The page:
The Myanmar bus trip from Yangon to Bagan was our first long bus trip in Asia. It was also our first exposure to the size of the Asian bus transport industry.
The main bus station is some distance from down town Yangon so we took a Grab. It was just as well; the bus station covers an area over a few kilometers.
The journey included some interesting moments.
As we waited to leave we watched a bus being offloaded. Included was a consignment of beans which in true socialist fashion was being “shared”. With the driver and a few others each helping themselves to a few handfuls. A food supplement to their meagre wages?
Travelling by bus is very economical. The Elite bus trip cost 14 300 Kyat per person for an 11½ hour trip whereas the Grab taxi from downtown to the bus station was 8 000 Kyat for a 35-minute ride.
We departed 20 mins late.
The bus was in good condition; the recliner seats were very comfortable with plenty of leg room. Fine for sleeping on an overnight journey.
We were given a blanket, a bottle of water and a food box which contained a soft sweet bun and feather light piece of cake and coffee served in a cup labelled “Finest Myanmar Tea”.
Like much of Asia’s public transport the aircon was at full blast cold. It was freezing and I realized why so many passengers were wrapped in fleece jackets and hoodies.
We passed large nurserys. Open fields with hundreds of new buses and trucks. Food places and repair shops.
The ride was generally quite smooth. In a few places the roads were being resurfaced and bridges rebuilt. These sections were not.
Impression: There are areas with significant soil erosion but still many wide open spaces with lots of water and I presume agricultural opportunities
As we travelled on I noticed something I hadn’t seen for years; distance markers ever 1/10th of a mile. Now supplemented with kilometre markers every half a kilometre. It seemed redundant and I wondered who had got that contract?
About an hour into the trip the bus stopped in the middle of nowhere. It was a toilet stop. A number of people wandered off to find the odd bush. My thought was that for men wearing a sarong and squatting is a lot more discrete than standing legs apart gushing a stream.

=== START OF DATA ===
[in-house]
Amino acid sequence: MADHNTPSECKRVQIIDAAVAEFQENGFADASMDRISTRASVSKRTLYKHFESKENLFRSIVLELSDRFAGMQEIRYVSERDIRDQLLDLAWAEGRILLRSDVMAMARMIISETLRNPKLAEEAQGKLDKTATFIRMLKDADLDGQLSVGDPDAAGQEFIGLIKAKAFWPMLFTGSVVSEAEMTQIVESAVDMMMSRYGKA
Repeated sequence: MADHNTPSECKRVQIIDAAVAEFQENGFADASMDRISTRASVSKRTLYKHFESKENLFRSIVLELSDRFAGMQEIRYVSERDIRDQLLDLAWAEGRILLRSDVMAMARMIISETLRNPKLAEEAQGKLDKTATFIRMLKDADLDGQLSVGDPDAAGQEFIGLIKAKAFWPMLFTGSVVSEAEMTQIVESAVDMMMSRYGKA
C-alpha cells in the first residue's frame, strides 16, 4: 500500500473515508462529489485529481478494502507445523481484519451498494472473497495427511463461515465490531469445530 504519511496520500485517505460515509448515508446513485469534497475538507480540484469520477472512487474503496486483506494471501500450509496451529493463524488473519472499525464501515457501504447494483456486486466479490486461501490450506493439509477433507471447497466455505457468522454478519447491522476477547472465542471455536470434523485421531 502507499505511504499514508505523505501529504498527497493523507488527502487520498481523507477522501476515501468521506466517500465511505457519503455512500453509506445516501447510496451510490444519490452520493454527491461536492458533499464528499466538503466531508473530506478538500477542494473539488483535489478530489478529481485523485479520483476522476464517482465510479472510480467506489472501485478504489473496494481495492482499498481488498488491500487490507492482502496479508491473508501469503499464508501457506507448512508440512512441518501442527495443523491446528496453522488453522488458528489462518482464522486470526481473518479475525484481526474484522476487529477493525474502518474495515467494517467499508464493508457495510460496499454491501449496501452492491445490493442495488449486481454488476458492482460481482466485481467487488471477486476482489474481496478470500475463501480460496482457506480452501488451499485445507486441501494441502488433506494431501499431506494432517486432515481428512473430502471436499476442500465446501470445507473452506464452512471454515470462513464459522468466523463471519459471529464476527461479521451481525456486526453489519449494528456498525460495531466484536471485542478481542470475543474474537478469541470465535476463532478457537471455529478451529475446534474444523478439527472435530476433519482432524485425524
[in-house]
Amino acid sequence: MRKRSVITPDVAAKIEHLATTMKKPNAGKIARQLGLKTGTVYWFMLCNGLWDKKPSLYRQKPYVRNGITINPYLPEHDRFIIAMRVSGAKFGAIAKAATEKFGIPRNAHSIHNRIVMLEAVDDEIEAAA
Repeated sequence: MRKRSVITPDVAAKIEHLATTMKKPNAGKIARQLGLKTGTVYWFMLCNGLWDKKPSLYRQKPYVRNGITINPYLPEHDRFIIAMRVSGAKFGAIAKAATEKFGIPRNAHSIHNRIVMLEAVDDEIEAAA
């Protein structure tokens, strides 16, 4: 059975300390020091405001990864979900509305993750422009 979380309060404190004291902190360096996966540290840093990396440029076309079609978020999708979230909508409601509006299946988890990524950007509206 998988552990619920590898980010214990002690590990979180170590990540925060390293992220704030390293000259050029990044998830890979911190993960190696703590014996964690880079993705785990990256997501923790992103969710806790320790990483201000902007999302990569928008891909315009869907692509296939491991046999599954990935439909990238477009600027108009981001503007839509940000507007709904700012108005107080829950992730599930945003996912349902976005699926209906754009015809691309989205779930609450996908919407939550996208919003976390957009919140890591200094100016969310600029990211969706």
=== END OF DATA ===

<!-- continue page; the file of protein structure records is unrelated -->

We stopped for lunch at a service area that catered for transit buses. This was a completely new concept to fast food: the menu was extensive but within a few minutes everyone was served with their ordered dish.
The road skirts the bizarre new capital, Nay Pyi Daw, where we could see buildings in the distance.
We turned off the highway at Meiktila and passed through several small settlements. The sides of the road littered with plastic garbage the closer one got to the settlements. There appeared to be no planned garbage disposal.
At one point the bus veered across a toll road onto a weighbridge. The conductor jumped out and then paid the attendant. It seemed quite unusual and I wondered if that’s how the system should work?
As we passed one village there was a building crew mixing cement. They had no piped water and were adding water for the mix container by container. One that looked more suitable for cooking than a building project.
The eventful and enjoyable trip came to an end at the bus depot in Bagan. Which for some unknown reason is located about 5 kilometres from the town.
The arrival in Bagan became the only unpleasant part of the whole Myanmar bus trip.
On a mission to help others expand their horizons. Who knows where they can end? Passionate about learning and embracing the changing world. Adventurous and skeptical but optimistic!